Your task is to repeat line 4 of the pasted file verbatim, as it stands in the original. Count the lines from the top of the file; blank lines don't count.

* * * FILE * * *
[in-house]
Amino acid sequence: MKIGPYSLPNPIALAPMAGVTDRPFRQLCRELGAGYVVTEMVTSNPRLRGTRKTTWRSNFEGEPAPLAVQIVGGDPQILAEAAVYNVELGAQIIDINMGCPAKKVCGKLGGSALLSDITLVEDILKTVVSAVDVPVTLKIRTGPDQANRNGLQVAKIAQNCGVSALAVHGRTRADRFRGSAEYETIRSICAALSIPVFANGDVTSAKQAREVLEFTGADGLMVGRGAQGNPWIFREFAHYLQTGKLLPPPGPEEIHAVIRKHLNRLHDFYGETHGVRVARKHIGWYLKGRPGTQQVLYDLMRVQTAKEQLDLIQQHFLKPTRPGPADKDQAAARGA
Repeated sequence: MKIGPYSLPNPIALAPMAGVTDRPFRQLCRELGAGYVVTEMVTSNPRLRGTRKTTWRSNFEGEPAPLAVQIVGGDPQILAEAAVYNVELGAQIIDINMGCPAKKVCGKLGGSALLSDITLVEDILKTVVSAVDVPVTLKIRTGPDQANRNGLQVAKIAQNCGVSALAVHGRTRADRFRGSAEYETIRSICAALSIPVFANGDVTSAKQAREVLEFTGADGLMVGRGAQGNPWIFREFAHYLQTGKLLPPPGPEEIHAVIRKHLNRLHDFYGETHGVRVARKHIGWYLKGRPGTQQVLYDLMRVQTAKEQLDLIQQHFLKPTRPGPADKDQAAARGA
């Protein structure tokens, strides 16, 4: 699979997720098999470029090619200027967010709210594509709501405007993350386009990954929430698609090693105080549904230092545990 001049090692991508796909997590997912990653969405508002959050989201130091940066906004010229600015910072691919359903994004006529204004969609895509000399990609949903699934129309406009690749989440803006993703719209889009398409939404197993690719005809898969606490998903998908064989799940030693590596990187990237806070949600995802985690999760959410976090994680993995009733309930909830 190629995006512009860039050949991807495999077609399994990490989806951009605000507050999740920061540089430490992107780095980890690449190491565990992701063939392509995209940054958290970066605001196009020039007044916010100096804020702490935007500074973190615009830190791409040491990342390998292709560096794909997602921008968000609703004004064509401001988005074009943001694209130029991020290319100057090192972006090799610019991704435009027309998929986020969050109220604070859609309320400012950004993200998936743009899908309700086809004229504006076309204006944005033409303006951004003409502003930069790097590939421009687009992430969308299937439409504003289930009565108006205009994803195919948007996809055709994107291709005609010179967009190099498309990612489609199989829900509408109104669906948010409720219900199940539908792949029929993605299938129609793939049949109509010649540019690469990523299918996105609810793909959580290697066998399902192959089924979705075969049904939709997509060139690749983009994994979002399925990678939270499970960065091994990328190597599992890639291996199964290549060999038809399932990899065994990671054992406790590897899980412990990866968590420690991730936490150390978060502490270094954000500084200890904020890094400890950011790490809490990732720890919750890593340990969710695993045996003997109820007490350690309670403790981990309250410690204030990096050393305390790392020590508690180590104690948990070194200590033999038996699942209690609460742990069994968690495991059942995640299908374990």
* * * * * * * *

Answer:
């Protein structure tokens, strides 16, 4: 699979997720098999470029090619200027967010709210594509709501405007993350386009990954929430698609090693105080549904230092545990 001049090692991508796909997590997912990653969405508002959050989201130091940066906004010229600015910072691919359903994004006529204004969609895509000399990609949903699934129309406009690749989440803006993703719209889009398409939404197993690719005809898969606490998903998908064989799940030693590596990187990237806070949600995802985690999760959410976090994680993995009733309930909830 190629995006512009860039050949991807495999077609399994990490989806951009605000507050999740920061540089430490992107780095980890690449190491565990992701063939392509995209940054958290970066605001196009020039007044916010100096804020702490935007500074973190615009830190791409040491990342390998292709560096794909997602921008968000609703004004064509401001988005074009943001694209130029991020290319100057090192972006090799610019991704435009027309998929986020969050109220604070859609309320400012950004993200998936743009899908309700086809004229504006076309204006944005033409303006951004003409502003930069790097590939421009687009992430969308299937439409504003289930009565108006205009994803195919948007996809055709994107291709005609010179967009190099498309990612489609199989829900509408109104669906948010409720219900199940539908792949029929993605299938129609793939049949109509010649540019690469990523299918996105609810793909959580290697066998399902192959089924979705075969049904939709997509060139690749983009994994979002399925990678939270499970960065091994990328190597599992890639291996199964290549060999038809399932990899065994990671054992406790590897899980412990990866968590420690991730936490150390978060502490270094954000500084200890904020890094400890950011790490809490990732720890919750890593340990969710695993045996003997109820007490350690309670403790981990309250410690204030990096050393305390790392020590508690180590104690948990070194200590033999038996699942209690609460742990069994968690495991059942995640299908374990």